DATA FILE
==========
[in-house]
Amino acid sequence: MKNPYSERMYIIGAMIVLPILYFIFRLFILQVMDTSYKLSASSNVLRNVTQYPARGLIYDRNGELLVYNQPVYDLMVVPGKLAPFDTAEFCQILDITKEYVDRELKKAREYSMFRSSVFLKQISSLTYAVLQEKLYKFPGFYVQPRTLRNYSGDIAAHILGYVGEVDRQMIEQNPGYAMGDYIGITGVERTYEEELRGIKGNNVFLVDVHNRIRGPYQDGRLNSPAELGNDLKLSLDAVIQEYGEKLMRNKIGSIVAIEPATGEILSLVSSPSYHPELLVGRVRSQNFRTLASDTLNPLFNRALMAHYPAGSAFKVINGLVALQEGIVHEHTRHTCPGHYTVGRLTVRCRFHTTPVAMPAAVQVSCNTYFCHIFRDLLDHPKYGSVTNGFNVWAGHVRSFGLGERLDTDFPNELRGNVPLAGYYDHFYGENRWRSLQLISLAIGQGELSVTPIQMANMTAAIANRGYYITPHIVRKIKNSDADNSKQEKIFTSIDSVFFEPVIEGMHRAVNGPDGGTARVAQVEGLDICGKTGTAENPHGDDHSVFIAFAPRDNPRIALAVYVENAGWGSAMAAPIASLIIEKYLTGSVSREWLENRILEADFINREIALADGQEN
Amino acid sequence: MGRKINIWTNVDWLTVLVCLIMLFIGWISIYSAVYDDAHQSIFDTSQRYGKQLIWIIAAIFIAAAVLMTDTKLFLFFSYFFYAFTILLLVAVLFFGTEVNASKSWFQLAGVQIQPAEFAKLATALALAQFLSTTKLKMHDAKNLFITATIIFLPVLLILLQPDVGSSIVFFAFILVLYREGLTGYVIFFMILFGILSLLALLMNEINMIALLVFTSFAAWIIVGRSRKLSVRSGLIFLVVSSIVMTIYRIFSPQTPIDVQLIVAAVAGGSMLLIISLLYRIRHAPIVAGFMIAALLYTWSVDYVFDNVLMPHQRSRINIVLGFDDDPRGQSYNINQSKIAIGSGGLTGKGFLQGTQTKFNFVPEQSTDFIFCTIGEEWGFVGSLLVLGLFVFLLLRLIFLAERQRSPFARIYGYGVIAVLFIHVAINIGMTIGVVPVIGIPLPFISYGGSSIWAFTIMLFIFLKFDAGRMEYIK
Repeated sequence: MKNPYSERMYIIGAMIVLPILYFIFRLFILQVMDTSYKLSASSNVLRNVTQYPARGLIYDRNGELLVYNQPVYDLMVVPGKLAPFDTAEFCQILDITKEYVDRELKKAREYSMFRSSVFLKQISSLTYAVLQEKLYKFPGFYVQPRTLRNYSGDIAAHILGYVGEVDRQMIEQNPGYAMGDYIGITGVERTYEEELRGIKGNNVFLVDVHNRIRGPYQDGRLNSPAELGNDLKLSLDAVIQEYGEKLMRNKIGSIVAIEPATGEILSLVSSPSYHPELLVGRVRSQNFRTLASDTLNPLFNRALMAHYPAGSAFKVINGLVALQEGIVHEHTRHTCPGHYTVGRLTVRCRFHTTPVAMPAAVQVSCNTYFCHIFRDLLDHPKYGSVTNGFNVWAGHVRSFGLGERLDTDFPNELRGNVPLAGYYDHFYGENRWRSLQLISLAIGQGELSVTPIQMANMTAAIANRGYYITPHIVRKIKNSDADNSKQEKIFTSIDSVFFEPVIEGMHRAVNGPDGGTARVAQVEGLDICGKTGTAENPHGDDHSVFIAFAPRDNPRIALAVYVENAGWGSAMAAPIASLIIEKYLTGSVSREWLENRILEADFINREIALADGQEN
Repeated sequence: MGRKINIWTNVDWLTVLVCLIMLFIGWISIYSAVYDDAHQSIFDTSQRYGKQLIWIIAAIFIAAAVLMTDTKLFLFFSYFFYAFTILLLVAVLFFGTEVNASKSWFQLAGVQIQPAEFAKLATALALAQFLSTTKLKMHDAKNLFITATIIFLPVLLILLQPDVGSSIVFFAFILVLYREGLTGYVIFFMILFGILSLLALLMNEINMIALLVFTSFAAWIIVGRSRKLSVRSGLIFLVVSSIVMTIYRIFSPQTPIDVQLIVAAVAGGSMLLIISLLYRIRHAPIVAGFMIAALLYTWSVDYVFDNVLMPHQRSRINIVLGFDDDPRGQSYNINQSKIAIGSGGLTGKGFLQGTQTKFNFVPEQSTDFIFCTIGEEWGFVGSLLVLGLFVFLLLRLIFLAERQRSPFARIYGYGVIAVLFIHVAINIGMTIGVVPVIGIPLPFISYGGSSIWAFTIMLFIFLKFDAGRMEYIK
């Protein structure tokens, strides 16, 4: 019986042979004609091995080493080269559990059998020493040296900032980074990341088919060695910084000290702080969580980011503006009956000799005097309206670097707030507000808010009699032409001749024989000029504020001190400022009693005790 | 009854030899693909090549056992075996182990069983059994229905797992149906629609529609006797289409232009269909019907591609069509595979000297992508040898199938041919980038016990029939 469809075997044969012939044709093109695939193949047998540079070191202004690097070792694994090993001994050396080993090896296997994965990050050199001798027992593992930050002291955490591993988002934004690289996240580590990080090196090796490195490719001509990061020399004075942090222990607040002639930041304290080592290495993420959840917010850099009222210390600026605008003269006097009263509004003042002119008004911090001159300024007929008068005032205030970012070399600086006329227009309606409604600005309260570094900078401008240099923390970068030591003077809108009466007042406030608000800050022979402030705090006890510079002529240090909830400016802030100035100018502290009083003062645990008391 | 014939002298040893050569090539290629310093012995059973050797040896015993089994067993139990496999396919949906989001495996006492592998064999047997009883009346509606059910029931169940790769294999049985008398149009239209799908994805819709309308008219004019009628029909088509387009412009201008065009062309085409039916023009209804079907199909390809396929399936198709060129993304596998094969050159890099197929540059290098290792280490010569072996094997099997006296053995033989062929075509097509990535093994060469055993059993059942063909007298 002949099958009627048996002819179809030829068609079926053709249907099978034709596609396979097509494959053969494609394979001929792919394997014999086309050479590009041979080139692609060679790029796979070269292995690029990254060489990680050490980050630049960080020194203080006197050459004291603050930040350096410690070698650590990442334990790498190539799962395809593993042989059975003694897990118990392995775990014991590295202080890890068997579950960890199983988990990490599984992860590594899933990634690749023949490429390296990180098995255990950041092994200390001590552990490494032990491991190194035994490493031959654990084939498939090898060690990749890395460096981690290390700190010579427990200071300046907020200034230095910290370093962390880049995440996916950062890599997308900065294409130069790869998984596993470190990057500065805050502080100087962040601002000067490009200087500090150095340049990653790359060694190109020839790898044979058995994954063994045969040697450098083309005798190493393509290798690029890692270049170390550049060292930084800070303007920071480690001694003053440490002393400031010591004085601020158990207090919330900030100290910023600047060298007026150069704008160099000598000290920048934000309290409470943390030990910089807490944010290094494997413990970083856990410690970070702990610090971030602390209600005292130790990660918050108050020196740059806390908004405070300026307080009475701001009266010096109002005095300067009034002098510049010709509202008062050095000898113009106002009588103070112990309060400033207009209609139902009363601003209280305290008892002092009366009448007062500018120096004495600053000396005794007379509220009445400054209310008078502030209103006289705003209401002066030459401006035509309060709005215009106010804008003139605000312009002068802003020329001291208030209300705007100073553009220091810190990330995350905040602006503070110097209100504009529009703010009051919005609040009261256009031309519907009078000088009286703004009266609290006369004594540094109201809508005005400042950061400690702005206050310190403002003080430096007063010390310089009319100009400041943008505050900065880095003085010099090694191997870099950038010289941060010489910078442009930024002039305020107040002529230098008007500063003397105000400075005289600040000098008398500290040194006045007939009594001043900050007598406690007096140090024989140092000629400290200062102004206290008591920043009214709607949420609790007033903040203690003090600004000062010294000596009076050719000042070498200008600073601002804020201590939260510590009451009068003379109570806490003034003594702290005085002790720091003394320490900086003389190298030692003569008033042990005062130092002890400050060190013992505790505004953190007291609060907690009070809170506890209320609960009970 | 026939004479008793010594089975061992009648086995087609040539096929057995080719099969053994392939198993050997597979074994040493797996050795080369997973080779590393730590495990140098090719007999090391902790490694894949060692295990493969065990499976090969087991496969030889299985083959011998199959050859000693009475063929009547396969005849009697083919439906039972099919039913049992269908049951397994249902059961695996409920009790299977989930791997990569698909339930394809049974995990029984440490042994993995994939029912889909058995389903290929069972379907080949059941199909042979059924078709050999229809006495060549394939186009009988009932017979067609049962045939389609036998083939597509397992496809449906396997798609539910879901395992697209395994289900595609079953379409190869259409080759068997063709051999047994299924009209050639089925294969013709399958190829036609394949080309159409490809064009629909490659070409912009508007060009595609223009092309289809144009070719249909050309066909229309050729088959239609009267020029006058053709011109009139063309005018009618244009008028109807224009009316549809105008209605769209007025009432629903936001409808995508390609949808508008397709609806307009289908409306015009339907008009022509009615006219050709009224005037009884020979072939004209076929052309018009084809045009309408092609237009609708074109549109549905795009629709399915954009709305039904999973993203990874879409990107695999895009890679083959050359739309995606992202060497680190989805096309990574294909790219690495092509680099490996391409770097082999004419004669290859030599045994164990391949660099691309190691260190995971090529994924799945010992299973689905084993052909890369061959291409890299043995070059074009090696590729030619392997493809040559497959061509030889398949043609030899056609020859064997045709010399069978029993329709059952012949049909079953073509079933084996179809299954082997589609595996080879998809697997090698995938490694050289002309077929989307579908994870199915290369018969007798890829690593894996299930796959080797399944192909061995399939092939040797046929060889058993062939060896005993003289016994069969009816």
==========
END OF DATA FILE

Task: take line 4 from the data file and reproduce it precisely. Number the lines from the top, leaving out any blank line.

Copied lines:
Repeated sequence: MKNPYSERMYIIGAMIVLPILYFIFRLFILQVMDTSYKLSASSNVLRNVTQYPARGLIYDRNGELLVYNQPVYDLMVVPGKLAPFDTAEFCQILDITKEYVDRELKKAREYSMFRSSVFLKQISSLTYAVLQEKLYKFPGFYVQPRTLRNYSGDIAAHILGYVGEVDRQMIEQNPGYAMGDYIGITGVERTYEEELRGIKGNNVFLVDVHNRIRGPYQDGRLNSPAELGNDLKLSLDAVIQEYGEKLMRNKIGSIVAIEPATGEILSLVSSPSYHPELLVGRVRSQNFRTLASDTLNPLFNRALMAHYPAGSAFKVINGLVALQEGIVHEHTRHTCPGHYTVGRLTVRCRFHTTPVAMPAAVQVSCNTYFCHIFRDLLDHPKYGSVTNGFNVWAGHVRSFGLGERLDTDFPNELRGNVPLAGYYDHFYGENRWRSLQLISLAIGQGELSVTPIQMANMTAAIANRGYYITPHIVRKIKNSDADNSKQEKIFTSIDSVFFEPVIEGMHRAVNGPDGGTARVAQVEGLDICGKTGTAENPHGDDHSVFIAFAPRDNPRIALAVYVENAGWGSAMAAPIASLIIEKYLTGSVSREWLENRILEADFINREIALADGQEN